There's really nothing better than hanging out in the stands at a baseball game on a warm summer evening. You've got hot dogs and beer, a great crowd, and America's favorite pastime. Doesn't matter if it's Little League, Minor League, or the majors, any day at the ballpark is a good day. But do you know everything there is to know about the game? Let us share some baseball secrets with you, starting with why sunflower seeds and baseball games go hand in hand.
From the beginning of organized baseball in the United States (the mid-1800s, though the first professional baseball club wasn't formed until 1869) right up until smokeless tobacco was banned from many Major League Baseball ballparks starting in 2016, baseball players had a habit of chewing tobacco. But some players didn't care for tobacco and looked for something else to chew on during a game.
The history of sunflower seeds and baseball
No one is quite sure exactly when sunflower seeds first showed up in the dugout. Although sunflower plants have been around for about 2000 years, it wasn't until the 1860s that sunflower seeds became a food product. In 1926, a grocery store in Fresno, California, started roasting and selling sunflower seeds, eventually becoming DAVID Seeds.
Enos Slaughter and Stan Musial, both Hall of Famers, chewed on the seeds in the 1950s, but it wasn't until baseball legend Reggie Jackson started chewing them in 1968 that sunflower seeds took hold in the minds and mouths of baseball players. Lots of players started to do the same thing and the habit has stuck ever since.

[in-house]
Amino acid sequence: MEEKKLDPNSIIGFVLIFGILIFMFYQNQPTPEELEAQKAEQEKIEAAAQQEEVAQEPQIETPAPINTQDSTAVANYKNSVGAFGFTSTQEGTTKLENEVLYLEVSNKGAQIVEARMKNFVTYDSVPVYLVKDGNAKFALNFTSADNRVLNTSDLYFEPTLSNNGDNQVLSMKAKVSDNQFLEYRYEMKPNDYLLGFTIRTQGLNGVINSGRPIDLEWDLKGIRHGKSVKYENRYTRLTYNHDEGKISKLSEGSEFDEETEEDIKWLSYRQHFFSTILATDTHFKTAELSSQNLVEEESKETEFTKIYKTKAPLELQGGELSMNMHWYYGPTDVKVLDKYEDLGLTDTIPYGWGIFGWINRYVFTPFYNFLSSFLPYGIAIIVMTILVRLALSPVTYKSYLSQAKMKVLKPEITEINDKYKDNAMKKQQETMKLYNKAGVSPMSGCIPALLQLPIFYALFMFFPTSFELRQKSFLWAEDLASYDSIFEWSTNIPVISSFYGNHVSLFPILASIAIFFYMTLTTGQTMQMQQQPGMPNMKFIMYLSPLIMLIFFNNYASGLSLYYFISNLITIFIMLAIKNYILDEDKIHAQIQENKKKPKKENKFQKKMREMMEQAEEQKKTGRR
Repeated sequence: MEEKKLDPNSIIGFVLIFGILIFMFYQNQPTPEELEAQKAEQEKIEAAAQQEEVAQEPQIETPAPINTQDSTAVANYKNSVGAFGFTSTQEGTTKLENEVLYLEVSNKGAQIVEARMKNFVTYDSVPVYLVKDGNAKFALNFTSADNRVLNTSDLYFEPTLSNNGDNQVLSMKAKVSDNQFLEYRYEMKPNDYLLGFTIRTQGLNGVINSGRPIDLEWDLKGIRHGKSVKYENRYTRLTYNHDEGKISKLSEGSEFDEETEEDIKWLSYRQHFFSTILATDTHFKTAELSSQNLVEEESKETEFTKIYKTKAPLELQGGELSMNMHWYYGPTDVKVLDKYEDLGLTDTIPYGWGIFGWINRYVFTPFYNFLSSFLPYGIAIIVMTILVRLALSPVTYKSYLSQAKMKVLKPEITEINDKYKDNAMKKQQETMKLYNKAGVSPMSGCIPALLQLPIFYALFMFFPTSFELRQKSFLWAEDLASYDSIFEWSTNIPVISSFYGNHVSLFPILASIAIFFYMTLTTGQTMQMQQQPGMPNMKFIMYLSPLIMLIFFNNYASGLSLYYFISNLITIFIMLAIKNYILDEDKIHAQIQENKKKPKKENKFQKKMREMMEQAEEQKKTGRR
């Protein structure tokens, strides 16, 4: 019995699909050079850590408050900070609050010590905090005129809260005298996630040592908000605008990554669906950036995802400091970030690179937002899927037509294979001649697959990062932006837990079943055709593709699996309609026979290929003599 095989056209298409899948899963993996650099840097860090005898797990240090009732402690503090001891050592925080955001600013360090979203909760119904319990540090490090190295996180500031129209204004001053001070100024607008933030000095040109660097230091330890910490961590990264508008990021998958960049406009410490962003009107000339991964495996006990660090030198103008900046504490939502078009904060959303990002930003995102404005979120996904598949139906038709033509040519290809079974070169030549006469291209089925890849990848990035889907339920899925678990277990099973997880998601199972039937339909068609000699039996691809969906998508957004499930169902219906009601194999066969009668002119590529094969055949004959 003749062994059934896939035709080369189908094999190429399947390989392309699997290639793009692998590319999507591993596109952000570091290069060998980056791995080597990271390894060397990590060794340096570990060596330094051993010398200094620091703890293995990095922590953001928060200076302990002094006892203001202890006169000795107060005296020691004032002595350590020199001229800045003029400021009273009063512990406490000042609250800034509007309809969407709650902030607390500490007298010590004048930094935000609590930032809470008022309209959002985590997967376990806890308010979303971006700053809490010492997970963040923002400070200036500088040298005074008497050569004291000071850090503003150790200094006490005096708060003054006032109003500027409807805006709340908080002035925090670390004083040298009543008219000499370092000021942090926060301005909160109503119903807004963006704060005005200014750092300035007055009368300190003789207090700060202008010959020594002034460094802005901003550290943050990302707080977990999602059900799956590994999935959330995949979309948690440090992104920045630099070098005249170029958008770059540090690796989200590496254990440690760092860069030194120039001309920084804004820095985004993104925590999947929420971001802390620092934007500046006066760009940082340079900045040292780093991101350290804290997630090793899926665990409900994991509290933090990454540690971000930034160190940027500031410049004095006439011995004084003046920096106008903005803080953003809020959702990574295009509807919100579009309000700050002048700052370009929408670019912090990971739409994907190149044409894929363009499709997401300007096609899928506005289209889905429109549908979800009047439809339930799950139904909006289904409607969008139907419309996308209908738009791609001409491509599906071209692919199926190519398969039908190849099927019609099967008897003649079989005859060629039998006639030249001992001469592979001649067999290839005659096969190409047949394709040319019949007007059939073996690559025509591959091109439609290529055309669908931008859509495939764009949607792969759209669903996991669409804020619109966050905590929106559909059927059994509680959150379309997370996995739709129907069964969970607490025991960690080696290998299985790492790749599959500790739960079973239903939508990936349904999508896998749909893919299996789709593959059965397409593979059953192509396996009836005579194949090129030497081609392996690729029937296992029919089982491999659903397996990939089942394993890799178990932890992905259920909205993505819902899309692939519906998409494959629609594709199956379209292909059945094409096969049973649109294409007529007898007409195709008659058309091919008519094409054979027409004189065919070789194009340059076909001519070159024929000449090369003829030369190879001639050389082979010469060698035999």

Why do baseball players eat sunflower seeds?
A 1980 Sports Illustrated article (aptly titled "The Seeds of Content") quoted Dave Rosema, of the Detroit Tigers, saying that sunflower seeds provided "something to spot for those guys who didn't chew." It seems the habit of chewing something has been part of the game since the beginning.
Anyone who loves baseball knows that downtime is part of the game. You can imagine the stress in the dugout while players wait for their turn at bat or for the coach to talk with the pitcher. Just as with stress eating helps calm us down, being able to chew on something allows players to burn off that nervous energy.
So players chew bubble gum or eat sunflower seeds. In fact, there's such a strong connection between the snack food and the game that DAVID Seeds is the official seed of baseball and softball. "Because baseball and spittin' go hand in hand," the company says on their website.
Here's a fun fact: Baseball is the only game where players snack throughout the game. Football players may suck down sports drinks and basketball players stay hydrated, but baseball teams are the only ones that get snacks like chewing gum and sunflower seeds while they're working.
Which probably makes the other sports' janitors a lot happier, since cleaning up the shells of sunflower seeds has got to be a pain.